US president Donald Trump's second intervention in the row in as many days comes as the UAE invoked the possibility of an economic embargo on Doha over its alleged support of terrorism.
US President Donald Trump on Wednesday talked to Qatari Emir Sheikh Tamim bin Hamad al Thani on the phone and offered to help resolve a deepening diplomatic crisis between Qatar and other Arab powers, said White House.
"The President offered to help the parties resolve their differences, including through a meeting at the White House if necessary," the White House said.
His second intervention in the row in as many days comes as the United Arab Emirates (UAE) invoked the possibility of an economic embargo on Doha over its alleged support of terrorism.
UAE Minister of State for Foreign Affairs Anwar Gargash said there would be more economic curbs on Qatar if necessary.
He said Doha needed to make ironclad commitments to change what critics say is a policy on funding militants.
He later told France 24 television that any further steps could take the form of "a sort of embargo on Qatar".
The UAE, Saudi Arabia, Egypt and Bahrain severed diplomatic ties with Qatar on Monday over long-standing allegations that Doha is supporting militant groups and Iran.
The four countries also cut transport links to tiny gas-rich Qatar, disrupting food and other supplies and deepening uncertainty about the future of trade and investment ties.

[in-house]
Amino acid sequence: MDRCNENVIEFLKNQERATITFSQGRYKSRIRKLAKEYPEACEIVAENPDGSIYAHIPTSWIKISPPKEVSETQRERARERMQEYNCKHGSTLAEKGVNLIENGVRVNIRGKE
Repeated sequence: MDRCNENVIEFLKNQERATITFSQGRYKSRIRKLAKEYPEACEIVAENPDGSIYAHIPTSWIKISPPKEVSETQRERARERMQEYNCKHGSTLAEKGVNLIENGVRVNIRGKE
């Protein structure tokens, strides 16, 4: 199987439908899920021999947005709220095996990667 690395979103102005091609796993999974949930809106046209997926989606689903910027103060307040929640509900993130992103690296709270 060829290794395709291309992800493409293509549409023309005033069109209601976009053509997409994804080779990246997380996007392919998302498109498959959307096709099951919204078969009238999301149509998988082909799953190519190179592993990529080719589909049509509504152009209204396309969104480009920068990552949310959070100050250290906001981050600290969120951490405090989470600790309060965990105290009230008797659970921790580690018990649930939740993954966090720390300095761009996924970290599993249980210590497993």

In a sign of economic damage from the dispute, Standard & Poor's downgraded Qatar's debt on Wednesday as the country's riyal currency fell to an 11-year low.
On Tuesday, Trump threw his weight behind efforts to isolate Qatar.
Trump suggested Qatar – home to the largest American air base in the Middle East – was funding extremism as he tacitly backed the diplomatic blockade of the emirate.
...extremism, and all reference was pointing to Qatar. Perhaps this will be the beginning of the end to the horror of terrorism!— Donald J. Trump (@realDonaldTrump) June 6, 2017
So good to see the Saudi Arabia visit with the King and 50 countries already paying off. They said they would take a hard line on funding...— Donald J. Trump (@realDonaldTrump) June 6, 2017